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well-done, though helped usher in whiffle-thrash - 75%

UltraBoris, October 18th, 2004

By 1987, thrash as a genre was basically out of the creative stage, well into the refinement stage, and entering the recession stage. The second Exodus album may have helped hinge the genre towards one of its most onerous developments: whiffle thrash.

Whiffle thrash, as practiced by bands like Sacred Reich and a thousand others, combines leftist-political and personal-violence lyrics with slightly weakened riffage, and a generally more poppy and upbeat production. While at times the work is still extremely enjoyable (Anthrax's "State of Euphoria"), there is also a huge potential for self-parody (Sacred Reich, "The American Way", Testament "Practice What You Preach"), and these efforts are not nearly as rotten-to-the-core as the thrash genre's evil progenitors: Slayer, Dark Angel, Kreator, etc etc...

And of course, add to that list, the first Exodus album. For 1985, a hallmark of brutality, that would've set the world afire in 1986, and completely ripped face had it been released on time in 1984. But by 1987, Exodus seemed to turn in a somewhat different direction. A 1986 demo with Baloff on vocals seemed to hint at Bonded by Blood Part II, but somewhere between that, and the release of this LP, things went in a more commercial direction.

Not overtly, incredibly so, of course. This is no Master of Puppets, and not even an Impact is Imminent or a The New Order. This does not drip with poseurrific lechery. It's just got sort of a soft production and a generally happy vocal delivery, combined with riffs that just don't hit hard with sawblades, like on the previous album. So I cannot pronounce this album BAD, I just cannot enjoy it in the context of its predecessor, and even the demo for it.

I keep mentioning this three-song demo: Seeds of Hate, Pleasures of the Flesh, and Brain Dead, all appeared on this LP. Brain Dead is the catchiest, most power-metallish number of the three, and would not have made quite as much sense on Bonded by Blood as the other two... even with Baloff's bizarro delivery, it is still melodic in a completely different way than, say, "And Then There Were None". There are sing-along choruses, and then there are sing-along choruses.

The other two, and also the non-demo tracks "Faster Than You'll Live to Be" and "Deranged", are Bonded-by-Blood thrashers, just with the aforementioned slightly cute production. This isn't the first-two-Razor speed metal holocaust, or even the slightly overcompressed sound of the third Overkill... this is basically Bonded by Blood, just without the edge. I cannot see Zetro going off at the crowd, demanding the blood of poseurs. Baloff was just a fucking maniac, and that showed in the entire band's performance. Here, we've got silly intros (title track, Deranged), random interludes (30 seconds), and the production, complete with that very recognisable not-quite-thrash lead guitar tone (you know it when you hear it!), as I mentioned, is just a slight bit poppish in that mid-80s-Judas-Priest style. Ram it Down, while sonically not close, is stylistically an equivalent.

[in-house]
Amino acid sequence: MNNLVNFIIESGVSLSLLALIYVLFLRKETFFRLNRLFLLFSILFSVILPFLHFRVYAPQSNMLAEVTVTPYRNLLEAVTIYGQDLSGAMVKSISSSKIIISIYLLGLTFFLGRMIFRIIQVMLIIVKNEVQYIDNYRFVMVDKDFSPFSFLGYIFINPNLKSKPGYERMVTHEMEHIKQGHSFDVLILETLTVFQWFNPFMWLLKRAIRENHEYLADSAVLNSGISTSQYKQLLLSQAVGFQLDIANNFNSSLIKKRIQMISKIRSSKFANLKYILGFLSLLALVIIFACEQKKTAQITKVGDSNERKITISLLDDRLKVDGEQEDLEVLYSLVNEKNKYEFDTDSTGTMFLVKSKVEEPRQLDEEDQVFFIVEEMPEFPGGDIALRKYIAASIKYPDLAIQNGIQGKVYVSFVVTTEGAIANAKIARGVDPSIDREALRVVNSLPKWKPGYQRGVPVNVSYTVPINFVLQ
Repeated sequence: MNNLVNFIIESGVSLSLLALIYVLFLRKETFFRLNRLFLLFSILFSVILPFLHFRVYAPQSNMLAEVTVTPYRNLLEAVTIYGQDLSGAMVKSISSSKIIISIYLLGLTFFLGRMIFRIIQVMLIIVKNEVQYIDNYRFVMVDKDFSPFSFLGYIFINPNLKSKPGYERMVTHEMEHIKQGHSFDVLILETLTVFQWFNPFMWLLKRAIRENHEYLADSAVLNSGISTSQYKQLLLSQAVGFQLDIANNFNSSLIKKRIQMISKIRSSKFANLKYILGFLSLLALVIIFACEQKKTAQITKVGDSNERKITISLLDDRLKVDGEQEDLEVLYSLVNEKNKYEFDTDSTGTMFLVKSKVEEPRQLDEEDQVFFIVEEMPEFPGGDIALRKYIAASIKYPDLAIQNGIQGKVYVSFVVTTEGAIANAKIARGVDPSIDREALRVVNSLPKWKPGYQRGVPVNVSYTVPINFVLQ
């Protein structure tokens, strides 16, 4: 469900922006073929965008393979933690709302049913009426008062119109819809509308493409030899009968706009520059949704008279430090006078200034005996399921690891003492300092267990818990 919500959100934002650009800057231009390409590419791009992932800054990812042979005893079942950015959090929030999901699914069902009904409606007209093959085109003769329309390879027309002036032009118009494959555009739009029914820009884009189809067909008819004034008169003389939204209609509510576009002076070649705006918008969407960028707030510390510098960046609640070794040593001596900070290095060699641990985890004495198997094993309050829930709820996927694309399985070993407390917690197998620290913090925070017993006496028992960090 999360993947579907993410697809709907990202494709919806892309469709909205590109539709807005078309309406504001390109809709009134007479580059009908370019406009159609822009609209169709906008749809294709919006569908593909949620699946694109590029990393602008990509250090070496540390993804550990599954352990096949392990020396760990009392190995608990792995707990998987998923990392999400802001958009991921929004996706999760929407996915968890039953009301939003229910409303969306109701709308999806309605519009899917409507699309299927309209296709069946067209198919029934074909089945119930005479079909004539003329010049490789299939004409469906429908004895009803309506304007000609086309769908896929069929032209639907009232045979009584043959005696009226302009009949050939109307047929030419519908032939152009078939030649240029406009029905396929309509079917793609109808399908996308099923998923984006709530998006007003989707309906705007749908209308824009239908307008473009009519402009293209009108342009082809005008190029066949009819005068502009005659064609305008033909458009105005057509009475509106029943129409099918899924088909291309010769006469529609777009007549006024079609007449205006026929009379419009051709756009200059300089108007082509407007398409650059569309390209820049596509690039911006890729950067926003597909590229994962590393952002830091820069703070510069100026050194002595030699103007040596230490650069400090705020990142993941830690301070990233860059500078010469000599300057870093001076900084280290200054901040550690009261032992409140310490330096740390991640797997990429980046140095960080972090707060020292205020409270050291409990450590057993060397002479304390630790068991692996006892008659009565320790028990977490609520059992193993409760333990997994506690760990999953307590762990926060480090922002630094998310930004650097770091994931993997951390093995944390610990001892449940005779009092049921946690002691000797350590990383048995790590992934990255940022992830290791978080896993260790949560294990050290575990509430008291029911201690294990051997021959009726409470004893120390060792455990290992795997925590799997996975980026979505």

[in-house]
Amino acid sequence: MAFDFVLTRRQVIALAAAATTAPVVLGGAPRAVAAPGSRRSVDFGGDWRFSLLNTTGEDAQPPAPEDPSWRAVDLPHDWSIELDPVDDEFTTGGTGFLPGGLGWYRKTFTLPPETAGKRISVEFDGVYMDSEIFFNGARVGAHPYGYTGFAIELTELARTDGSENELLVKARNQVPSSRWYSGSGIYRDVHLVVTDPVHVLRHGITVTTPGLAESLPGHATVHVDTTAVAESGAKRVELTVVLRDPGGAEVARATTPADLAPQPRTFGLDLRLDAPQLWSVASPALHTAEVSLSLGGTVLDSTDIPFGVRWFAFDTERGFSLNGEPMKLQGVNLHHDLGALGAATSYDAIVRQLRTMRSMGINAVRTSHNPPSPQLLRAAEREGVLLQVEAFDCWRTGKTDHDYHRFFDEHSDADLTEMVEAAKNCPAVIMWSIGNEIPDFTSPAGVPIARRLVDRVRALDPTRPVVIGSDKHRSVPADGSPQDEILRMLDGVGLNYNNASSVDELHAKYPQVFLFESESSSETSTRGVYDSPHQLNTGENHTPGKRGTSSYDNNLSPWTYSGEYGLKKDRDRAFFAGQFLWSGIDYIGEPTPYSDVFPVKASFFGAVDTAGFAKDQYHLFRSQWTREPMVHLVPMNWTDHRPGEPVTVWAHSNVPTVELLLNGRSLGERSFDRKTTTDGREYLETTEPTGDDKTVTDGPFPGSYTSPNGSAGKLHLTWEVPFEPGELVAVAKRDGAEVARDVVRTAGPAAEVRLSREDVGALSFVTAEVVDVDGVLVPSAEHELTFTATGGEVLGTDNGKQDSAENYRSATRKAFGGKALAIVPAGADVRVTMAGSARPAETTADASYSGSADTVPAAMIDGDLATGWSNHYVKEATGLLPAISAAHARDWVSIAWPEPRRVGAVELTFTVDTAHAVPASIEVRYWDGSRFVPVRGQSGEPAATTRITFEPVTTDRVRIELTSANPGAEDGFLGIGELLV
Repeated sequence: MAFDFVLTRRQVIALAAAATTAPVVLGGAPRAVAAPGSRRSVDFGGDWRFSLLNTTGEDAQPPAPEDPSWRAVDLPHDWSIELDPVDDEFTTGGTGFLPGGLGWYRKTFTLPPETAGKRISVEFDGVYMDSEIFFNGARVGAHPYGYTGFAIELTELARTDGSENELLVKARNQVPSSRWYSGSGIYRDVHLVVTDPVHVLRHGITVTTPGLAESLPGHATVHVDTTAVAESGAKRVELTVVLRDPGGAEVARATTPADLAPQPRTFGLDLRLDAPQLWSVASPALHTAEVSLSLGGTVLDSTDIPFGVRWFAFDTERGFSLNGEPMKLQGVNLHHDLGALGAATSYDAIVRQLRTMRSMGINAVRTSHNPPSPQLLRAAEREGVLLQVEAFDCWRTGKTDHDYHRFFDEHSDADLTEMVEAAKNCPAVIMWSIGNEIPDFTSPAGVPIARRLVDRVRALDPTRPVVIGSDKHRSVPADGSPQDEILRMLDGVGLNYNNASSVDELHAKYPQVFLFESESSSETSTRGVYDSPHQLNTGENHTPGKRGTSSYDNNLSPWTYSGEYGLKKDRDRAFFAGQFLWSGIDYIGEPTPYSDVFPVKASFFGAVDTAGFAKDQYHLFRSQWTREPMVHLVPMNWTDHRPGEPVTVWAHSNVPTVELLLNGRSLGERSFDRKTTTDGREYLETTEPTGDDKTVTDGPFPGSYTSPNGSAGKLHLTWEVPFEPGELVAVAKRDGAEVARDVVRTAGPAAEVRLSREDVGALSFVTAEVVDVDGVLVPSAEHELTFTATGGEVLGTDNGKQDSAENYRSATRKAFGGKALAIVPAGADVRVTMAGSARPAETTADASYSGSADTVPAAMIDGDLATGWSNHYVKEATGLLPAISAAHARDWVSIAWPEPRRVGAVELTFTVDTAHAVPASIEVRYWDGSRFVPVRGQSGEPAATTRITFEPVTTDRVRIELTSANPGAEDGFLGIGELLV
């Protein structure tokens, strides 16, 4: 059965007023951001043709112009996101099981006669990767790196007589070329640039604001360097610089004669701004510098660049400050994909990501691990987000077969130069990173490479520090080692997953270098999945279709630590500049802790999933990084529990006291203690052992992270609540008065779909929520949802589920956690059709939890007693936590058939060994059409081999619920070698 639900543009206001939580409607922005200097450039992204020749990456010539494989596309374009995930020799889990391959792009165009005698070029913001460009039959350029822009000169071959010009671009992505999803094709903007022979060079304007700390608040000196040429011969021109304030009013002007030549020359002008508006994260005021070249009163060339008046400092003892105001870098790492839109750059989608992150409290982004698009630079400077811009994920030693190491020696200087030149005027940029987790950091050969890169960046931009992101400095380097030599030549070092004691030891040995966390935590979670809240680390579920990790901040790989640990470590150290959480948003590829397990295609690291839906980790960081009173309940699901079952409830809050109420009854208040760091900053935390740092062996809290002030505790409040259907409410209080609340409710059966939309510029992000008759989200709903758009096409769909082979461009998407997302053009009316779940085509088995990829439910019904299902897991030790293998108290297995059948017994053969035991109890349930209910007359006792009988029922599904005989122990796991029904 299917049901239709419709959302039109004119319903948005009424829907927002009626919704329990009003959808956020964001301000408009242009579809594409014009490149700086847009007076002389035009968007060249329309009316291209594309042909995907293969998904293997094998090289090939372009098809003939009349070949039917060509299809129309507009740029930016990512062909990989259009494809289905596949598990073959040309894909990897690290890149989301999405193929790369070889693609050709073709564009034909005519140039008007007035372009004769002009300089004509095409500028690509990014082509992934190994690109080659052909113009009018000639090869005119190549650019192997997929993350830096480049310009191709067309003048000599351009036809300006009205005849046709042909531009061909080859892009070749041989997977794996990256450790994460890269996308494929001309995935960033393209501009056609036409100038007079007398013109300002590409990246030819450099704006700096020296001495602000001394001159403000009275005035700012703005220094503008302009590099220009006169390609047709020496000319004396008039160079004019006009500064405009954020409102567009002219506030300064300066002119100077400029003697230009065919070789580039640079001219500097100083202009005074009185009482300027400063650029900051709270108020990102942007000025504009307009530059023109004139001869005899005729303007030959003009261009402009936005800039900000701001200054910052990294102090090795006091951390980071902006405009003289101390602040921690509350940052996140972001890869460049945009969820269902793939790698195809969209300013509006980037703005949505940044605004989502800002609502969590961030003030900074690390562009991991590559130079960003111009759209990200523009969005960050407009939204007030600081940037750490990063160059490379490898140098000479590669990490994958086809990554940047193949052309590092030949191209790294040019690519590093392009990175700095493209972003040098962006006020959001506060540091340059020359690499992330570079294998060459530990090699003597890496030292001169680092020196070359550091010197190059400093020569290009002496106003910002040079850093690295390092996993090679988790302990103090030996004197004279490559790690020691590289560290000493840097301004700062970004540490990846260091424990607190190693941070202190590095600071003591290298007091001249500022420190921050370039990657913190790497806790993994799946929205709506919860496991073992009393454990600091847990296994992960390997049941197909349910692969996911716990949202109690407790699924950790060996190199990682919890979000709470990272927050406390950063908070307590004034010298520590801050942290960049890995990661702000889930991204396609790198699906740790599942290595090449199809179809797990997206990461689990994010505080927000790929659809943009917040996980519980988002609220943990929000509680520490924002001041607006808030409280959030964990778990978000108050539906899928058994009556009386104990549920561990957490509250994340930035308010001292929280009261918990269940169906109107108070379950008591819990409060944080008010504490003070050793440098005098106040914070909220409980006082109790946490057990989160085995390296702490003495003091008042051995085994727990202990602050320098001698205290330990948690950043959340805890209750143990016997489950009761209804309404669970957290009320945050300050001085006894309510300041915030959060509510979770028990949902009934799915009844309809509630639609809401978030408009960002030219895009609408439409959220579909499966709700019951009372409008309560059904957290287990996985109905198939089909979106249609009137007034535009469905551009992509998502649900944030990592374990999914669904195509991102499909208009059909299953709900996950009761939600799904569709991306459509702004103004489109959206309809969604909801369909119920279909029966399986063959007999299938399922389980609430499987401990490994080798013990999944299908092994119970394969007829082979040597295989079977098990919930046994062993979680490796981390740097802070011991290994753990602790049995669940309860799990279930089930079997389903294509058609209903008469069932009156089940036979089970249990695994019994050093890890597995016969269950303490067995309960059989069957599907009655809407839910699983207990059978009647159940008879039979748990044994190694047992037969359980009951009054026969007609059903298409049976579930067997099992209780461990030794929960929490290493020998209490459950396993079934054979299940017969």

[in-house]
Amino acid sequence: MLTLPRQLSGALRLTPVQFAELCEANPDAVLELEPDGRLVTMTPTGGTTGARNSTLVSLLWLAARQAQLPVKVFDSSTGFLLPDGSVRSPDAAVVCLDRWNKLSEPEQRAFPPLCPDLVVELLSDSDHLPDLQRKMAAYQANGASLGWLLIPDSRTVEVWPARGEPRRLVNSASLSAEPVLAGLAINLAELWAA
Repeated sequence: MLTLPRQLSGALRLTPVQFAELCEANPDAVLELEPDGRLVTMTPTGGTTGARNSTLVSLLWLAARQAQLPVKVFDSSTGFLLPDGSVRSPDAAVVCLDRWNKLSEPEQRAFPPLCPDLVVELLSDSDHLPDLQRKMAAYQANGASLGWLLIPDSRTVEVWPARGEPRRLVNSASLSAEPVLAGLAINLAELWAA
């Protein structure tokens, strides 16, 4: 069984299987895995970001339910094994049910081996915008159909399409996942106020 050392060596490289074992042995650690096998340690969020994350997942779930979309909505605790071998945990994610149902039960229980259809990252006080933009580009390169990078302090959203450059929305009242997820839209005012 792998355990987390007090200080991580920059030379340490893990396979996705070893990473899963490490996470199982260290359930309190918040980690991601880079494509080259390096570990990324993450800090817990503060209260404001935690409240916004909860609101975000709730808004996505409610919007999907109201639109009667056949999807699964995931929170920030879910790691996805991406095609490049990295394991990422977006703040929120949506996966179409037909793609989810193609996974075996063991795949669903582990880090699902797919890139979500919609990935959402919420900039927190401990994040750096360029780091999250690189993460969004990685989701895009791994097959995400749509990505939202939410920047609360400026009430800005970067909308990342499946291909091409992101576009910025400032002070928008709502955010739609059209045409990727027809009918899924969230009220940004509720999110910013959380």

The rest of the album? Try the political stuff of Chemi-Kill, and the generic aggression of Parasite - concepts that would come up later on such things as basically the whole Impact is Imminent album. They are pretty good songs... but you can see Zetro getting just a bit funny here: "tumors are growing in my spleen, the children are turning green". This isn't the persecution mania he would deliver on "I'm no patriot, just a hateriot", which is so over-the-top that it is believable again. This manages to be neither here nor there. See also his delivery in the opening line of "Til 'Death Do Us Part", which sounds like he's either just warming up, or trying his best Donny Osmond impression.

But, I rag on this album far too much. Exodus's first few are really quite good - it's only around Impact is Imminent where they fell off the map, and Force of Habit wasn't all that bad, and of course the new one is a crash-course in brain-fuck. There is some really great shit here... the title track alternates nicely between some rage riffs and that melodic riff... Chemi-Kill is not as cheesy as I had made it out to be, with the lyrics coming together quite nicely in that way only Zetro can do. Deranged, aside from the stupid intro (which is disconcerting in that it is twice as loud in the right channel as in the left), is quite awesome, as is Faster Than You'll Ever Live to Be, which Testament kindly borrowed and turned into "The Preacher".

Yep, listen to this, and you can hear good ideas being aped into bad ideas. But do listen, as it is a pretty good album. I find myself listening to it quite a bit, though again, expect no Bonded by Blood.